The accuracy of a measuring instrument is an essential factor when selecting a device for clinical purposes. None of the three devices studied require contact with the eye and all can be operated by a trained technician. We found significant differences in the anterior chamber depth measurements between IOLMaster, SPAC, and AS‐OCT. In general, AS‐OCT measured the highest values and the IOLMaster the lowest. Our results are consistent with a report by Baikoff et al,22 who found that AS‐OCT measurements of anterior chamber depth were generally deeper by 110 microns than those made by IOLMaster. The 95% limits of agreement were narrowest for AS‐OCT and IOLMaster, suggesting that these two instruments have good agreement. There was also a constant bias of deeper anterior chamber depth with the AS‐OCT compared with the IOLMaster (fig 11).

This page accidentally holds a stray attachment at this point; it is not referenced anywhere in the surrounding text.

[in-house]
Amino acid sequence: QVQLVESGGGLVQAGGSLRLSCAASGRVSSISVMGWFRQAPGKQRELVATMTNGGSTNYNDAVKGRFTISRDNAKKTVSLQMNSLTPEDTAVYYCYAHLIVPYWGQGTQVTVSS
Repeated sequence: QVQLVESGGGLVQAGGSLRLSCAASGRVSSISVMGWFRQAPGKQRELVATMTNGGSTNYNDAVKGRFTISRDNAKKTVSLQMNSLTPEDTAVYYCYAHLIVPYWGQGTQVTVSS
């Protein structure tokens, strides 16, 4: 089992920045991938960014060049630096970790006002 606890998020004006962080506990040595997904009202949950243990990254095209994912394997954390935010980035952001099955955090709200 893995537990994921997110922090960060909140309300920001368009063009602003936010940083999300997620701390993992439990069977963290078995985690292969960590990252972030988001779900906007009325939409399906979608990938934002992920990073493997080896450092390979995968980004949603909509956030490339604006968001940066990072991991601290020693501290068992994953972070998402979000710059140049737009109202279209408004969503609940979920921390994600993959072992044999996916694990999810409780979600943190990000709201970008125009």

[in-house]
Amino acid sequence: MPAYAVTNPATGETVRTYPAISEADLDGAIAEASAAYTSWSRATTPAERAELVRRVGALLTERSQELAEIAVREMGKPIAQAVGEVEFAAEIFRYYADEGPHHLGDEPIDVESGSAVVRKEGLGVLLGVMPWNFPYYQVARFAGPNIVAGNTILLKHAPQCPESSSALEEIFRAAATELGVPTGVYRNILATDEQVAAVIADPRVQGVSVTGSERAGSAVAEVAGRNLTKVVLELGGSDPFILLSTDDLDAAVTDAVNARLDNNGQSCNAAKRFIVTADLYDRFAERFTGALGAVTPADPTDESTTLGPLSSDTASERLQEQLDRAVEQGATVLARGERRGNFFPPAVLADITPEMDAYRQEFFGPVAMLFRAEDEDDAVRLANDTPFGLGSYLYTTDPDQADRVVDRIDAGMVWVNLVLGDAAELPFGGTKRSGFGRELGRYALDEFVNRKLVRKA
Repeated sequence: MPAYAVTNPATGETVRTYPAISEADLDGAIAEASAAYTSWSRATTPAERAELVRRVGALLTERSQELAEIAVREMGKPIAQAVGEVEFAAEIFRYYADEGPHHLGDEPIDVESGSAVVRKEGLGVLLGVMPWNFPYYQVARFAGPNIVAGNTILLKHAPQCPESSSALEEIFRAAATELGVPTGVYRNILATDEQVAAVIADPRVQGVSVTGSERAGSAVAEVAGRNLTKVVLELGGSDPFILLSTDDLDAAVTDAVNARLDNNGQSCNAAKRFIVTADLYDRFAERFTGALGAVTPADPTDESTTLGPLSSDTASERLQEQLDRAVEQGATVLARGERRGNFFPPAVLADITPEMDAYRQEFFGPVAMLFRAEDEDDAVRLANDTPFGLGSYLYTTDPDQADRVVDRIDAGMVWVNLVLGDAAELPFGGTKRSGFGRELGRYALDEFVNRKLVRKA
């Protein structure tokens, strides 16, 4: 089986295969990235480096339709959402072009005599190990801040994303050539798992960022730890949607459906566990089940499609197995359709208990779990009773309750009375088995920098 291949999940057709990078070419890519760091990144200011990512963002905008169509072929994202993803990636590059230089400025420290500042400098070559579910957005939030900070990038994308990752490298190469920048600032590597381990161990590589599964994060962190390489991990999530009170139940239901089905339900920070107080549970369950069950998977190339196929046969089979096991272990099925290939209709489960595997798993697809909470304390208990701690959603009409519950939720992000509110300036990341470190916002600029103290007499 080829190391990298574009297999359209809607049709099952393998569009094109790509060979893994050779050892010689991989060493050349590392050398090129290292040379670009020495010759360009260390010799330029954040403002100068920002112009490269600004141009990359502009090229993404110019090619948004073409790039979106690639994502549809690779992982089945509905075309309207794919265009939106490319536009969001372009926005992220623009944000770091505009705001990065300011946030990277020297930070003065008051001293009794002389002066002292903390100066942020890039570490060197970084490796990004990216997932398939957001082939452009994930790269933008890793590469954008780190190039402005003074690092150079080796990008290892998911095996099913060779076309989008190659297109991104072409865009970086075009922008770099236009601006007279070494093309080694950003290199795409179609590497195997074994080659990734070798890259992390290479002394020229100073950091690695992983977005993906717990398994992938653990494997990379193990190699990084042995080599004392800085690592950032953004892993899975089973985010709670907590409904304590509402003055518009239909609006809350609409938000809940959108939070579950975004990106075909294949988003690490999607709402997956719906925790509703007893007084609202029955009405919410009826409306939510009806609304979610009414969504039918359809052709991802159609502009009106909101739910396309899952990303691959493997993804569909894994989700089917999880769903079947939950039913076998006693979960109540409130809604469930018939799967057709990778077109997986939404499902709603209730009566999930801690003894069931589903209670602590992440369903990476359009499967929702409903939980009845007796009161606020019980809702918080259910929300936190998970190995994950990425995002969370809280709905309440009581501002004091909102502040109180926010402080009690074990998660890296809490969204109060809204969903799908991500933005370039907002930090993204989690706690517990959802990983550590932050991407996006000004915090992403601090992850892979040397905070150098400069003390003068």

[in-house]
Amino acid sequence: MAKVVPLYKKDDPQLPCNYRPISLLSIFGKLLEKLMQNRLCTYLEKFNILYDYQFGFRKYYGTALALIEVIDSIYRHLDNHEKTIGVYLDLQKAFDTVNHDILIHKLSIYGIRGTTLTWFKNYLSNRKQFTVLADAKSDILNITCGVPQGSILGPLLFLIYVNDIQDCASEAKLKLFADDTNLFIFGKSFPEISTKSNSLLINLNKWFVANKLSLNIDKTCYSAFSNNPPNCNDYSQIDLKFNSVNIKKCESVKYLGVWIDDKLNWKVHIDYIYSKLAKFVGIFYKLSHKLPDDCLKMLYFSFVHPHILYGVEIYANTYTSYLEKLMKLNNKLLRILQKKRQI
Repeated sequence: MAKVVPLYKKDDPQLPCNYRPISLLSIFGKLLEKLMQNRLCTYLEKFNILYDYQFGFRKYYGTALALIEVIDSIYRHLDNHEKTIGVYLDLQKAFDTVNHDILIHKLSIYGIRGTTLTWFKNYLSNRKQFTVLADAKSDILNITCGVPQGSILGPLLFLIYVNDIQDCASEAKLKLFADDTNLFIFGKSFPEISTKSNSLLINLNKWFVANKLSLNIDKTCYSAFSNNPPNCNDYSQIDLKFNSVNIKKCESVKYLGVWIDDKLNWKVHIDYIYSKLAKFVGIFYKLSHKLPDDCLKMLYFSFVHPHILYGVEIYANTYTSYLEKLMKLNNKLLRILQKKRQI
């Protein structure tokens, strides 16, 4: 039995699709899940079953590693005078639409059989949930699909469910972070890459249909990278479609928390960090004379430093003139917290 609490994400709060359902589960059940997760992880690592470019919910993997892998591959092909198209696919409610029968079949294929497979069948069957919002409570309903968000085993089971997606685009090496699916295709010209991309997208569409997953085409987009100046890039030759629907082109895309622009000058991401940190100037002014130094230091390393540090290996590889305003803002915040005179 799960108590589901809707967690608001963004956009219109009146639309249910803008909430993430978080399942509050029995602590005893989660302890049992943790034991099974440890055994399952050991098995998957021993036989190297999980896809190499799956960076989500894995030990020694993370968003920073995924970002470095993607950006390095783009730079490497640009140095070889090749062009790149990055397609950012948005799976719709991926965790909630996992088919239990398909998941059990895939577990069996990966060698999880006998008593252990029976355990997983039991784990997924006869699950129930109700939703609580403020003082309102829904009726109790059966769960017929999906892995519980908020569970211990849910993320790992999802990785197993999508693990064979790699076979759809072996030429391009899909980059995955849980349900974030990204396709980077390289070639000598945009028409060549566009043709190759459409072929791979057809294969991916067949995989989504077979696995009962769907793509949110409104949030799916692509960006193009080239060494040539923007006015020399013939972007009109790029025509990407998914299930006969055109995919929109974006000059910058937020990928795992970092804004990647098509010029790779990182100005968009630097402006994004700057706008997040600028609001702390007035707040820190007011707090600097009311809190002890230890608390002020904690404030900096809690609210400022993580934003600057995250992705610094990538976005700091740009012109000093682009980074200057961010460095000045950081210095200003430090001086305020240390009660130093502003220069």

There are several possible explanations for these differences. First, cycloplegic agents were not used in this study. For AS‐OCT imaging, accommodation was minimised by adjusting the fixation target using the subject's refractive correction, whereas IOLMaster and SPAC do not have a non‐accommodative fixation target. Thus patients undergoing evaluation by the SPAC and IOLMaster may have had different states of accommodation. Accommodation would be expected to lead to reduction in anterior chamber depth, and indeed the IOLMaster and SPAC tended to give shallower anterior chamber depth measurements than the AS‐OCT. A second possible explanation is pupil size. Vogel et al13 reported that the IOLMaster can give inaccurate measurements in subjects with small pupils. We did not measure pupil size in this study, but it is conceivable that differences in the isolation of the central axis may have resulted in variations in anterior chamber depth measurements. The use of an infrared light source in the AS‐OCT may keep the pupil size unaltered, thereby presumably giving a more accurate anterior chamber depth value. A third possible explanation for the detected differences is the selection of the axis of measurement. The IOLMaster and SPAC measure anterior chamber depth along the visual axis, whereas AS‐OCT measures it along the geometric axis, by adjusting the fixation angle setting in the device. A recent study reported that a centring error of 0.5 mm away from the eye's geometric centre gave a 20 μ undervaluation for anterior chamber depth by AS‐OCT.22 Being in the geometric axis, the AS‐OCT measurements probably reflects a more accurate estimation of anterior chamber depth, and this explains to some degree why the AS‐OCT values tended to be the highest. Finally, IOLMaster and SPAC both measure anterior chamber depth by optical methods whereas AS‐OCT uses infrared energy. Relying on different physical principles should not alter the findings, however, and we believe this is an unlikely explanation for the differences.